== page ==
Living walls and green roofs

The first thing that strikes you when you enter the lobby of Arup’s San Francisco office is the mass of vegetation mounted behind the front desk.

KirstinWeeksLivingWall_FWH_Arup

Engineer Kirstin Weeks in front of Arup San Francisco’s living wall

When staff members installed the living wall five years ago, they were motivated primarily by its potential for use as a research tool. Soon, however, they came to appreciate its aesthetic and air-quality benefits as much as its experimental possibilities.

Weeks and other San Francisco staff members building the living wall in 2009

As research increasingly confirms the critical importance of natural systems within the built environment, green walls and living roofs have become popular tools for integrating ecology and architecture. San Francisco engineer Kirstin Weeks told us more about their history and future.

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Green roofs and walls are becoming more and more popular. What makes them so appealing?

Obviously, this concept has been around for thousands of years, especially in northern cultures, where you see farmhouses covered in grass, or actual subterranean buildings, throughout history.

Traditional Norwegian architecture.

Traditional Norwegian architecture

What’s changing now is the extent to which we understand how these systems are able to contribute to building performance in different environments. Green roofs and living walls have arguably way more benefits for urban environments where we have an excess of hard, impermeable surfaces and not enough vegetation. So we’re seeing lots of benefits, especially with regards to the urban microclimate; urban livability and air quality; stormwater management; and thermal buffering.

Through new research, we’ve been able to substantiate what people know intuitively about the benefits of building-integrated green infrastructure. For example, we ran a study for the US GSA to survey and document all the benefits and challenges of green roofs and came up with a cost-benefit analysis that shows that cities offering incentives for green roofs stand to get a great return on their investment: $30/sf worth of heat island mitigation; biodiversity and habitat; and stormwater management, just to name a few of the benefits.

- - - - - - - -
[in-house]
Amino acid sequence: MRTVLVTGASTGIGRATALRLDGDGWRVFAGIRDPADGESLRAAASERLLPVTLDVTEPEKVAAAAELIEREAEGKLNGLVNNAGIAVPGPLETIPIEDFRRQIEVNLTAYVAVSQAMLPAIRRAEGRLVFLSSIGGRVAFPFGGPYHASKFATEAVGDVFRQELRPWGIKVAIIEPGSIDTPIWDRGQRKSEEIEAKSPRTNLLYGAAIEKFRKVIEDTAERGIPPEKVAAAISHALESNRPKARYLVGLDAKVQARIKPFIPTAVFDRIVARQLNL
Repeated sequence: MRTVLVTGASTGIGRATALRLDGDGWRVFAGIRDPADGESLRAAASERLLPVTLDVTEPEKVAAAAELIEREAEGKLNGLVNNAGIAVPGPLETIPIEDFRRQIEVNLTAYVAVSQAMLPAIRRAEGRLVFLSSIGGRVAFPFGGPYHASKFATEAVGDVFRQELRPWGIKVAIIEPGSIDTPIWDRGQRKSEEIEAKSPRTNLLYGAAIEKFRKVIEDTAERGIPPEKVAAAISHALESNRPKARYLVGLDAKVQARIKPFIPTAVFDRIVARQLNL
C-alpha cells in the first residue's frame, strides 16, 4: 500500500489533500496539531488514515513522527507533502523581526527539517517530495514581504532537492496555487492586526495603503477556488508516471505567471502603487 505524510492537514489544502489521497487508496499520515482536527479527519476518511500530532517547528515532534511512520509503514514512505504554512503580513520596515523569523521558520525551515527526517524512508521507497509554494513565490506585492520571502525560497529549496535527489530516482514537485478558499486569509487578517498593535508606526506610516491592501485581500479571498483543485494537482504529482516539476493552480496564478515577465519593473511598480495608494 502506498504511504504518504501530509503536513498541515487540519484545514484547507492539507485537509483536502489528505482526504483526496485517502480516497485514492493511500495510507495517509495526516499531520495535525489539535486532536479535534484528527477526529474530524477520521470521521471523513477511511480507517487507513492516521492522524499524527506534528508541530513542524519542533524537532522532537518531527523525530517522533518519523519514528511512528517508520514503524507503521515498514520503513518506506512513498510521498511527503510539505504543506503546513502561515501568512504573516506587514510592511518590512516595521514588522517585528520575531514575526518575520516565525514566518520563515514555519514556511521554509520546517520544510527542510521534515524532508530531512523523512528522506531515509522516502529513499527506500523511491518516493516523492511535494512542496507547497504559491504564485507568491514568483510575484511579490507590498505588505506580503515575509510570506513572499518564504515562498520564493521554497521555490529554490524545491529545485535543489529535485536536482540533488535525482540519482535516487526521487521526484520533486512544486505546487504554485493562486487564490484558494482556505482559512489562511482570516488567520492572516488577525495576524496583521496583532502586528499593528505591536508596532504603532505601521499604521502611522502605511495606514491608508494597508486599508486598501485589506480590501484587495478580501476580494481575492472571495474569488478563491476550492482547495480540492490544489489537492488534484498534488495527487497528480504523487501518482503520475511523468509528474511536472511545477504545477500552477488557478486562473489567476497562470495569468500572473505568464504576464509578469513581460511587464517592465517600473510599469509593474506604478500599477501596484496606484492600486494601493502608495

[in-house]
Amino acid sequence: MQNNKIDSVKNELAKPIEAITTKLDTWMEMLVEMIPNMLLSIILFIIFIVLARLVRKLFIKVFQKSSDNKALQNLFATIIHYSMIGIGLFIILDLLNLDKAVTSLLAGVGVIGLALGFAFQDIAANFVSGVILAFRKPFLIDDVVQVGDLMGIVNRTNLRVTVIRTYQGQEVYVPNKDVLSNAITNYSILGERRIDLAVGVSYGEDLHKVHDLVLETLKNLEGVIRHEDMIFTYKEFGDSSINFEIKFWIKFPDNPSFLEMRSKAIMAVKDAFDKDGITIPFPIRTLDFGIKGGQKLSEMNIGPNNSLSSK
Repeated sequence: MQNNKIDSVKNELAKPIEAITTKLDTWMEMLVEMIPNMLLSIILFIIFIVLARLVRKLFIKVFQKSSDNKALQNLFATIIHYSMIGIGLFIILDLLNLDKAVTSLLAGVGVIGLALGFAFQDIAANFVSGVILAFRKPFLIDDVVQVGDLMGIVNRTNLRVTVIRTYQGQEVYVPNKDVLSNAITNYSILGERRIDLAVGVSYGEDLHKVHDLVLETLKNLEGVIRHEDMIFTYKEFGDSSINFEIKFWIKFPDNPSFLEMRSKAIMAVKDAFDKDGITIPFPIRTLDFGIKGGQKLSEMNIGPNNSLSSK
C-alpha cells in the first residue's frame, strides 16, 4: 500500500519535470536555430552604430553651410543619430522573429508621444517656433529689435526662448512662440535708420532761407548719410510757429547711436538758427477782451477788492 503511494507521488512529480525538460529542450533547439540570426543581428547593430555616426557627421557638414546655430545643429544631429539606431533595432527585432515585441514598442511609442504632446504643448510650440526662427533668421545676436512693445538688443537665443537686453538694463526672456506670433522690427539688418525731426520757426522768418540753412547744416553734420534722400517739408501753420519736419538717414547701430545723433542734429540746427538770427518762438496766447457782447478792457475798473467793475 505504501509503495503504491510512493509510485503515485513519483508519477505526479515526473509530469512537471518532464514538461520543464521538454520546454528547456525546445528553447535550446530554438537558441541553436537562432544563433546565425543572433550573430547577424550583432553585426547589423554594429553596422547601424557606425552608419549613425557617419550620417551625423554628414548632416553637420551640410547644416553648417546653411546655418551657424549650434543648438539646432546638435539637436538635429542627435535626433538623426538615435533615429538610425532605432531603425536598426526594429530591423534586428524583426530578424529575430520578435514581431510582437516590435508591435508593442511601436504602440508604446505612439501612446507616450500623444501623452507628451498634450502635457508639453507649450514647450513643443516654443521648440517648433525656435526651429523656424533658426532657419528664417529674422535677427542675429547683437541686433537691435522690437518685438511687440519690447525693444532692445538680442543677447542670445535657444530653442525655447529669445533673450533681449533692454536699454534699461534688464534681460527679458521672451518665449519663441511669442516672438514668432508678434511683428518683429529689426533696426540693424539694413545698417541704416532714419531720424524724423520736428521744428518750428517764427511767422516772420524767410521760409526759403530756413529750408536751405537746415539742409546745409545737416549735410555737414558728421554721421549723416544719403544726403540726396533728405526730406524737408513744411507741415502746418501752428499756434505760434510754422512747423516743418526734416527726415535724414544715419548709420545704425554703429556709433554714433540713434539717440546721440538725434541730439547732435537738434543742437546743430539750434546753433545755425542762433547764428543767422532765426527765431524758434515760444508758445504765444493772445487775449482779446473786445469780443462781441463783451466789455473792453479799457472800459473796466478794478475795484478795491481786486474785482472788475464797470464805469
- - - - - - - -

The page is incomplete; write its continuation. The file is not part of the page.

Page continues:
Green roof in Victoria, BC

We also did a study for Walmart looking at a store in Chicago with half green roof and half white, or cool, roof. It showed that green roofs can be a sound investment and even save money upfront in municipalities with stringent stormwater requirements.

The same type of research is happening with living walls. There’s some great research out recently from the University of Maryland that quantifies the energy savings a building can achieve by installing an exterior living wall.

Building-integrated vegetation seems like a no-brainer; it seems like every building could benefit from it. Is that true?

What you get out of a vegetated building does depend upon the structure, as well as the design, obviously. For example, if you put a green roof over an unconditioned parking structure, it will offer you thermal and energy benefits, but you don’t care about that because you’re not cooling or heating the space below. But it will still provide great stormwater attenuation.

Similarly, if you put a living wall on a concrete surface that’s freestanding in a park you would get some microclimate benefits for the air immediately surrounding the structure, but you’re not going to be getting any direct energy savings.

It’s far more beneficial to tailor systems to the site and seek to solve problems with vegetation. For example, a building with a lot of glass on the west façade likely has a heat gain and glare problem. A trellis-based living wall system can help.

The Consorcio building in Chile is a great example where they have mounted planters and are screening all the building’s western-facing windows with deciduous vines. So in the winter the building gets the heat it needs because the leaves are off the vines, but in the summer the leaves significantly decrease the solar gain to the building.

If you have a green roof on a single-story building, the energy benefit is going to be more than if you have it on a 30-story building, where it’s only able to directly impact the floor below.

California Institute of Sciences’ green roof.

California Institute of Sciences

So does that mean green roofs aren’t actually that beneficial for tall buildings?

Well, no, the roofs are still beneficial, particularly in certain configurations. What we’ve learned recently is if buildings have their HVAC air intakes on the roof, a green roof will have a huge impact on the whole building, making them a great opportunity for energy savings.